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Local vendors challenge global players in our analysis of Europe's public cloud market

Paul Miller

Europe from space

Public Domain image of Europe, derived from NASA World Wind data, uploaded to Wikimedia Commons.

The hyperscale global clouds seem to crop up pretty much everywhere, these days. But we all know that customer requirements differ, from industry to industry, and from country to country. So... how do they cope, and how do we account for the peculiarities of different markets?

Today, we publish our latest take on the public cloud platforms market in Europe: The Forrester Wave™: Enterprise Public Cloud Platforms In Europe, Q4 2016Read the report itself, or sign up for my 3 November webinar to learn more.

The report (my first Wave, so allow me to feel pleased with myself) is, of course, interesting and useful in and of itself. But what's more interesting, perhaps, is that it's part of a collaboration that allows Forrester to account for those regional quirks.

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US Tech Market Poised For Another Year Of Moderate 4% to 5% Growth If Election Results Don't Interfere

Andrew Bartels

Forrester has just published our fall forecast update for the US tech market ("2017 US Tech Budgets: The Outlook For Tech Spending Overall And By Industry"), and we are now projecting 5.1% growth for business and government spending on tech goods, services, and staff in 2017. That's a modest improvement from the 4.4% growth we are forecasting for 2016.  That 2017 forecast assumes a continuation of the economic policies now in place under the Obama administration and the Republican Congress, and thus a Hilary Clinton election along with Republican control of at least the House of Representatives.  Should Donald Trump win the election or alternatively the Democrats take control of both the House and the Senate, our forecast for the US tech market in 2017 would be quite different.

The three main forces driving this forecast are the moderate pace of real economic growth at around 2%, the strong demand for the Business Technologies (BT) that help firms win, serve, and retain customers, and the transition to cloud.  

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Showrooming drives online sales in Europe

Michael O'Grady

Retailers are increasingly reconfiguring their physical stores to support the multichannel shopper. Our Forrester Data: Showrooming Forecast, 2016 to 2021(EU-7) shows that three-quarters of EU-7 online sales, worth 126 billion euros in 2015 are impacted by offline research. Reverse-showrooming, where shoppers buy at a physical store following online research, is even more commonplace. Price is the overriding factor that drives showrooming behaviour. Our report analyses the factors that contribute to offline influence and its implications for multi-channel retailers:

  • Offline influence dominates the retail landscape. In 2015, more than 95% of retail sales in EU-7 either occurred offline or occurred online and were influenced by offline research. This figure is more than double the share of sales that occurred online or that occurred offline and were influenced by online research.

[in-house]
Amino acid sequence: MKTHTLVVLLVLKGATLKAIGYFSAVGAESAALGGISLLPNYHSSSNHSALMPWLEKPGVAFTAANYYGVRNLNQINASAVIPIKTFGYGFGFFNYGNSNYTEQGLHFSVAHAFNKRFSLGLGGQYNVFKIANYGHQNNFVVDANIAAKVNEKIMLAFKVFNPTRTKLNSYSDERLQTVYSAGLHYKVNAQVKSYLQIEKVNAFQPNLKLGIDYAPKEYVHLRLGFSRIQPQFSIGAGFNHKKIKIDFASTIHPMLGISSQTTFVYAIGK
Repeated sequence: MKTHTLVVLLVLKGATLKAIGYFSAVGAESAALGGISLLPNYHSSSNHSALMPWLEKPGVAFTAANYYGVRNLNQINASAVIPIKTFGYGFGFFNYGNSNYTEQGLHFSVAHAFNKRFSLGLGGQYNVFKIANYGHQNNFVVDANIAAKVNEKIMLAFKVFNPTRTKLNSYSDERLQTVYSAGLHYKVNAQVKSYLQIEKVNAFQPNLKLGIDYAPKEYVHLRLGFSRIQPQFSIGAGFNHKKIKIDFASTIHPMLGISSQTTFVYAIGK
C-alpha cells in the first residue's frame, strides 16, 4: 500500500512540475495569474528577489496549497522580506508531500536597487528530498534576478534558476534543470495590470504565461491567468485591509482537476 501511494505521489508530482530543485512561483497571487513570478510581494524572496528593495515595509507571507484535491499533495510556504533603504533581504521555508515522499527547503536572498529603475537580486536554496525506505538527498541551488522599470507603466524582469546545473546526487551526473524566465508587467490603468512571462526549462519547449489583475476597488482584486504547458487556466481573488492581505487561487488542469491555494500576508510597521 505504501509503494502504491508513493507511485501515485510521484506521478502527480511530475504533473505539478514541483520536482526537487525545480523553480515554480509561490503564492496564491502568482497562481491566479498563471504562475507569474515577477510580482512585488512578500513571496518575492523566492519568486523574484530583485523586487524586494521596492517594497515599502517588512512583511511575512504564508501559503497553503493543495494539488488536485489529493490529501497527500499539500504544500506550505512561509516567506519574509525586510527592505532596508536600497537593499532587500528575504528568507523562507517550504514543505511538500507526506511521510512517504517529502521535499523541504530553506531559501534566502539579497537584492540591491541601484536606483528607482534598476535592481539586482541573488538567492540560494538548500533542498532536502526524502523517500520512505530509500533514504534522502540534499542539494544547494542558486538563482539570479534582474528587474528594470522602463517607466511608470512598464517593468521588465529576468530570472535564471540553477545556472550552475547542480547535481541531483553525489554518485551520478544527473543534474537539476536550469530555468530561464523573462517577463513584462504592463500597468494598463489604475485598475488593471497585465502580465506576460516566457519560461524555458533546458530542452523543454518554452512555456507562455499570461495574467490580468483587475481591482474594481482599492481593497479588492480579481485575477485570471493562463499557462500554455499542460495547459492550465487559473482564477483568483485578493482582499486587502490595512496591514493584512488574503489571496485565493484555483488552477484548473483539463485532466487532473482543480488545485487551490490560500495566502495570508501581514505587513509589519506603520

• Declining foot traffic and high-street spending threatens in-store influence. In-store visits and sales advice from an in-store sales associate are key drivers of offline influence. In 2015, foot traffic in physical stores fell across UK, Germany and France and visits to UK high-street stores declined.
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Google’s Next Play: Your Assistant For Everything - Not Just Answers

Michael Facemire

This blog post is co-authored by VP and Principal Analyst Julie Ask and Analyst Andrew Hogan at Forrester.

Google held an event in San Francisco this week to announce several new consumer products – a smartphone, a wireless speaker, Wi-Fi routers, a virtual reality headset and an updated Chromecast solution. All showcased an emerging strategic direction for Google and some killer engineering and design skills.

None of it impressed as much as the demos of Google Assistant – Google’s virtual assistant.

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Google's Next Play: Your Assistant For Everything - Not Just Answers

Julie Ask

This blog post is co-authored by VP and Principal Analyst Michael Facemire and Analyst Andrew Hogan at Forrester.

Google held an event in San Francisco this week to announce several new consumer products – a smartphone, a wireless speaker, Wi-Fi routers, a virtual reality headset and an updated Chromecast solution. All showcased an emerging strategic direction for Google and some killer engineering and design skills.

None of it impressed as much as the demos of Google Assistant – Google’s virtual assistant.

What is a virtual assistant, you ask? A virtual assistant is another name for an intelligent (personal) assistant. Virtual assistants orchestrate agents or services from third parties on behalf of consumers. Bots are one form of an agent. Virtual assistants rely on context (e.g., user input, localization capabilities, and access to information from a variety of data sources) to refine the quality of responses to a user’s requests. These assistants guess, but the guesses get better over time. “Virtual” implies that the service is digital and not performed by a human you’ve hired.

Google Assistant is a natural extension of Google’s path towards becoming the agent that sits between brands and their customers. The “holy grail” of becoming a consumer’s primary virtual assistant will be hard for Google to obtain, but holds unprecedented business value. Google is not alone in this race – Amazon, Apple and Facebook in the U.S. also have their sights set on being the trusted assistant for consumers.